When we’re conducting a CFO search for clients, it’s not unusual for me to read through (yes, I actually read them) hundreds of resumes looking for people I’d like to get to know better in an interview. Through the process, I sometime feel a little like Goldilocks; some resumes are too long and detailed, some are too brief, and some are just right.
So what makes a “perfect” resume? Every reviewer is different, but there are definitely some basic guidelines to follow to give you the best shot at making it to the interview round. In his LinkedIn article, “The Biggest Mistakes I See on Resumes and How to Correct Them”, Laszlo Bock, SVP People Operations at Google, outlines 5 of the biggest “don’t”s when crafting your resume. They are:
Either they bug you or they don’t. Some people get really upset at the notion that an otherwise perfect candidate might not get chosen due to something as small as a typo in a resume. Bock’s point about typos is that some reviewers may interpret them as a lack of attention to detail. The fix is easy; proofread your resume from bottom to top or have a friend take a look with a fresh set of eyes.
With resumes, less really is more. Not only does conciseness ensure your entire resume will be read, it demonstrates your ability to boil things down to their essence. As Bock writes:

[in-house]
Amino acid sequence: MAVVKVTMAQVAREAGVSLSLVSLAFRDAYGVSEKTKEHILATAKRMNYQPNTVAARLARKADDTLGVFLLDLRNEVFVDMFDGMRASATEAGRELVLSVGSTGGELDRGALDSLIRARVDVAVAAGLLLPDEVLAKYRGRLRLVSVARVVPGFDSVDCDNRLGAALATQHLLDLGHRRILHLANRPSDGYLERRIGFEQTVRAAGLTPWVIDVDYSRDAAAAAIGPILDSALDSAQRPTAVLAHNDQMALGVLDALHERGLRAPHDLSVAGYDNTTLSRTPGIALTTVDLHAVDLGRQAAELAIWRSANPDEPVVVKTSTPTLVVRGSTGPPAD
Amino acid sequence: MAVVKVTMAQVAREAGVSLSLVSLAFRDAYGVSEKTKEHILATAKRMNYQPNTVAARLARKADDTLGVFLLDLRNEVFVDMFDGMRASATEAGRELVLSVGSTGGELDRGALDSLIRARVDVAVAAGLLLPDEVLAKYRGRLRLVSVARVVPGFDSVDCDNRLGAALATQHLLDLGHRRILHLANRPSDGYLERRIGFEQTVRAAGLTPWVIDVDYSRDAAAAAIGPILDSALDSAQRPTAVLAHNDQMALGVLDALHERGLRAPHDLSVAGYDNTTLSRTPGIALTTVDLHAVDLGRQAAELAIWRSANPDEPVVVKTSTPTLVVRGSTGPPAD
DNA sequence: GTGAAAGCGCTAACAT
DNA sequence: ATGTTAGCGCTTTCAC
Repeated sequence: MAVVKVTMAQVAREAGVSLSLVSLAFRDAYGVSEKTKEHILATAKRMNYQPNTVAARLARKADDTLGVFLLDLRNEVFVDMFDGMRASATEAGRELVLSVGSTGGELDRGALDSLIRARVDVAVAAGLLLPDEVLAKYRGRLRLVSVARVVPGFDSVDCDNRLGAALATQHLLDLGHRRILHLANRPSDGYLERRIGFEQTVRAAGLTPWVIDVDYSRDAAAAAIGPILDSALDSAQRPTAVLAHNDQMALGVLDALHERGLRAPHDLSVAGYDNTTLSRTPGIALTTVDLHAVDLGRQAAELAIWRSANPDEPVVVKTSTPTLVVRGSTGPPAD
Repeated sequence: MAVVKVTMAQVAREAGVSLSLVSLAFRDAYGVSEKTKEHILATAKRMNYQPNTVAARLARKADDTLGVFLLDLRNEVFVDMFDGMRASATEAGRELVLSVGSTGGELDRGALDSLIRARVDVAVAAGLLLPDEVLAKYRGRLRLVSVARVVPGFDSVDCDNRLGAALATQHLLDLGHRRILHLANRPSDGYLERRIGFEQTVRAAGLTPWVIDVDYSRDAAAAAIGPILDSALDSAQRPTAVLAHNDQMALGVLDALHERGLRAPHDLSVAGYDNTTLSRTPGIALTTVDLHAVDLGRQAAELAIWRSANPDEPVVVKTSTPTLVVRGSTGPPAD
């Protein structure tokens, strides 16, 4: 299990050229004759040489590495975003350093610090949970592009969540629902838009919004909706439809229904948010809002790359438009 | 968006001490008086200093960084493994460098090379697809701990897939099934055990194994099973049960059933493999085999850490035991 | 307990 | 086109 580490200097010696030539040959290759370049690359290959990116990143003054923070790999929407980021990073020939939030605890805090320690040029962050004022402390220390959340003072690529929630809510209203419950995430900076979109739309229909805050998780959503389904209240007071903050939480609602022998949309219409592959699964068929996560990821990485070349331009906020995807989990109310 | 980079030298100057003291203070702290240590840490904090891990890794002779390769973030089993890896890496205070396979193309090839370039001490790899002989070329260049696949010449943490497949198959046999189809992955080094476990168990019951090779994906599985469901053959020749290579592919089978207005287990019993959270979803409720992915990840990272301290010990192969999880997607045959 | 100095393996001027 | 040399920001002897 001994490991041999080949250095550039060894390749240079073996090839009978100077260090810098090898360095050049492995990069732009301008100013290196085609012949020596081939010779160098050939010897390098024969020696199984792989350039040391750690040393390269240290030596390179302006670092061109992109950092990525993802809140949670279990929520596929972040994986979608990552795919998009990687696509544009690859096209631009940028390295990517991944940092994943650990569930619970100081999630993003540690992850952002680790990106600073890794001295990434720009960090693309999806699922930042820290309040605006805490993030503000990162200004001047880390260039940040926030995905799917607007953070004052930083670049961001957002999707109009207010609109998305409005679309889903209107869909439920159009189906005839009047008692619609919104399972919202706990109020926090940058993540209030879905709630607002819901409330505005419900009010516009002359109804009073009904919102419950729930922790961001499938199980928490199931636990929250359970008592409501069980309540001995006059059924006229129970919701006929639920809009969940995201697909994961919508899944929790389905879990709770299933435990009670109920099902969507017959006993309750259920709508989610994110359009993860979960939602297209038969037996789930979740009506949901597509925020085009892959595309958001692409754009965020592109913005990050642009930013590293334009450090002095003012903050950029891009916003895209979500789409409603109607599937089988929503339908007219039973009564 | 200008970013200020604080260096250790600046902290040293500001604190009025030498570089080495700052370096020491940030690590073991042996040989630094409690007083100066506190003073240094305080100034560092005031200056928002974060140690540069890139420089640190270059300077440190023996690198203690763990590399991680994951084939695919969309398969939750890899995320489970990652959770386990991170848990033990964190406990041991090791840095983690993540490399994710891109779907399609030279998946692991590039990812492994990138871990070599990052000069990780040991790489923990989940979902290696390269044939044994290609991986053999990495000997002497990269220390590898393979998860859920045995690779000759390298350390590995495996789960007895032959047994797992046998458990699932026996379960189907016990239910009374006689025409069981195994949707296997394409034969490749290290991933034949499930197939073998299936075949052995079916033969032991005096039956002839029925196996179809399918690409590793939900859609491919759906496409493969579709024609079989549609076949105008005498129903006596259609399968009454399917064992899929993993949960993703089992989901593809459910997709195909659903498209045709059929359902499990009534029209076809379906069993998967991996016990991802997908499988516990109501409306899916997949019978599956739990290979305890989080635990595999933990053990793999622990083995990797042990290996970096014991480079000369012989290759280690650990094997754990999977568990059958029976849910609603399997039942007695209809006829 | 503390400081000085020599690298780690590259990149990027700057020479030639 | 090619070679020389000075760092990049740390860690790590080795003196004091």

A crisp, focused resume demonstrates an ability to synthesize, prioritize, and convey the most important information about you. Think about it this way: the *sole* purpose of a resume is to get you an interview. That’s it. It’s not to convince a hiring manager to say “yes” to you (that’s what the interview is for) or to tell your life’s story (that’s what a patient spouse is for). Your resume is a tool that gets you to that first interview. Once you’re in the room, the resume doesn’t matter much.
Your resume isn’t the place to get creative (unless you’re applying for a position in design or such). Standard fonts, margins, spacing and such make for an easy-to-follow document that will get read in its entirety. Reviewers know when you’re trying to cram a bunch of info on the page by using small margins or tiny fonts. Bock also suggests saving your resume as a PDF for easy viewing across platforms.
Trying to skirt or flagrantly violating confidentiality guidelines of current or former employers is a big no-no according to Bock. After all, how can the prospective employer expect you to uphold their confidentiality rules if you’ve name-dropped in your resume?
Big or little, lies will always catch up with you. Even if you get the position, you probably hope to be promoted some day and those little white lies will come back to haunt you. It’s too easy these days for people to check up on you, so it’s not worth fudging, even just a little.
As I said before, all resume reviewers are different. But avoiding common mistakes can help make sure that your resume gets full consideration. What do you think about Bock’s guidelines? What would you add or subtract from the list? Let me know your thoughts in the comments section below.
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